Finance minister Nirmala Sitharaman on Thursday met chief executives of amalgamating public-sector banks (PSBs) and is learnt to have asked them to ensure that credit flow to MSMEs and other critical sectors of the economy is not hampered due to the biggest consolidation exercise in the banking space.
The Cabinet earlier this month approved the amalgamation of 10 PSBs to create four larger lenders and the move will come into effect from April 1.
In the meeting to review the planning and preparedness for the proposed amalgamation, the minister also directed anchor banks to minimise disruption to customers, banking sources told FE. The banks’ plans to boost both credit and deposits and year-wise synergy after the merger were also discussed.
The amalgamation exercise comes at a time when non-food credit data showed growth crashed to just 6.3% year-on-year in the fortnight through February 14, the lowest since May 2017. In the December quarter, the outstanding advances of the 10 amalgamation candidates dropped to just 3.9% year-on-year, against 6.8% of SBI and about 7% for scheduled commercial banks, with some bankers blaming the uncertainty over the merger deadline for the decline in credit push at the branch level. Since the Cabinet clearance has ended any uncertainty about the timing of amalgamation, credit flow in some of these banks is expected to improve now, a senior government official said.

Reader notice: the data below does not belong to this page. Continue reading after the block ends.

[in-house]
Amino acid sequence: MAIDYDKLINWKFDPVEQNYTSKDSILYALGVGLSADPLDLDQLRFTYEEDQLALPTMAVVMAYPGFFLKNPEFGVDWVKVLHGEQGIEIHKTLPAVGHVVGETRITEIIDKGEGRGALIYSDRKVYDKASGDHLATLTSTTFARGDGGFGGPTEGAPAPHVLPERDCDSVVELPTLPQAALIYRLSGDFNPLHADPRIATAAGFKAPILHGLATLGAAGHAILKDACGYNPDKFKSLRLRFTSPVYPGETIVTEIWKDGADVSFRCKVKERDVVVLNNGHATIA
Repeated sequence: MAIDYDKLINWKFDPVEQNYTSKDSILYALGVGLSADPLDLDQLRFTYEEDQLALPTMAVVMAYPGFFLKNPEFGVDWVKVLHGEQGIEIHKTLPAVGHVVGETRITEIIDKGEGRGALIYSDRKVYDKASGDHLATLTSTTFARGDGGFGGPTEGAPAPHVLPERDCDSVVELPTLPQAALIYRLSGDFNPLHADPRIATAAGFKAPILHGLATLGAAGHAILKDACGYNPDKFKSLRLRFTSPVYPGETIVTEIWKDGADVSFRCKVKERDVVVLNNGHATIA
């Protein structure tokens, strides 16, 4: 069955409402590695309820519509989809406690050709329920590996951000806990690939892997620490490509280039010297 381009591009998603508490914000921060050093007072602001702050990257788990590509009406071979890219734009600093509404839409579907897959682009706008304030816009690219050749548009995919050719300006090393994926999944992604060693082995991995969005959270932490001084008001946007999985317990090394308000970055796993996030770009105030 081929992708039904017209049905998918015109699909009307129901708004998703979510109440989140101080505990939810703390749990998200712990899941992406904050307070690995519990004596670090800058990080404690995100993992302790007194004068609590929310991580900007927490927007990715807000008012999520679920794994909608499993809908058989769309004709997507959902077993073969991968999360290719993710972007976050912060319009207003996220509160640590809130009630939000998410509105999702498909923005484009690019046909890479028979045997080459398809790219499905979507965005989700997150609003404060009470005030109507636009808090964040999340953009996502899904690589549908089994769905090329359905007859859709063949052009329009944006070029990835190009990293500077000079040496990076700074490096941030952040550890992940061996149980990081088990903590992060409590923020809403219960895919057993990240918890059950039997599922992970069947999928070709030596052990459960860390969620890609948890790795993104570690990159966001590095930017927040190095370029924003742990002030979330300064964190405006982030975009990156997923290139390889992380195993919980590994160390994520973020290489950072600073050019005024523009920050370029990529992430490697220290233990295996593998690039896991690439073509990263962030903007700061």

Sitharaman also took stock of the plans for delivery of banking services and products to customers after the amalgamation. Following the Cabinet approval, the banks have finalised the post-merger share swap arrangement for investors.
The government had in August last year announced that Oriental Bank of Commerce and United Bank would be merged into Punjab National Bank (PNB) to create the country’s largest state-run bank after SBI, with a total business of close to Rs 18 lakh crore. Similarly, Syndicate Bank is to be amalgamated with Canara Bank, and Andhra Bank and Corporation Bank will be merged into Union Bank. Also, Allahabad Bank will be amalgamated with Indian Bank.
The consolidation exercise is aimed at creating only a few but strong banks to support the rising credit appetite of the economy, help reverse a slide in economic growth and cut costs through greater synergy. Coupled with the two sets of consolidations done in 2018, the latest merger decision will reduce the number of public sector banks to 12 from 27 in 2017. Each of the amalgamated entity will have a business of over Rs eight lakh crore, according to an official statement.
Citing an example of the merger of Dena Bank and Vijaya Bank with Bank of Baroda, Sitharaman, after the Cabinet meeting this month, had said the operating profit of the resulting lender had improved and retail loans were sanctioned in 11 days on an average as compared to 23 days earlier.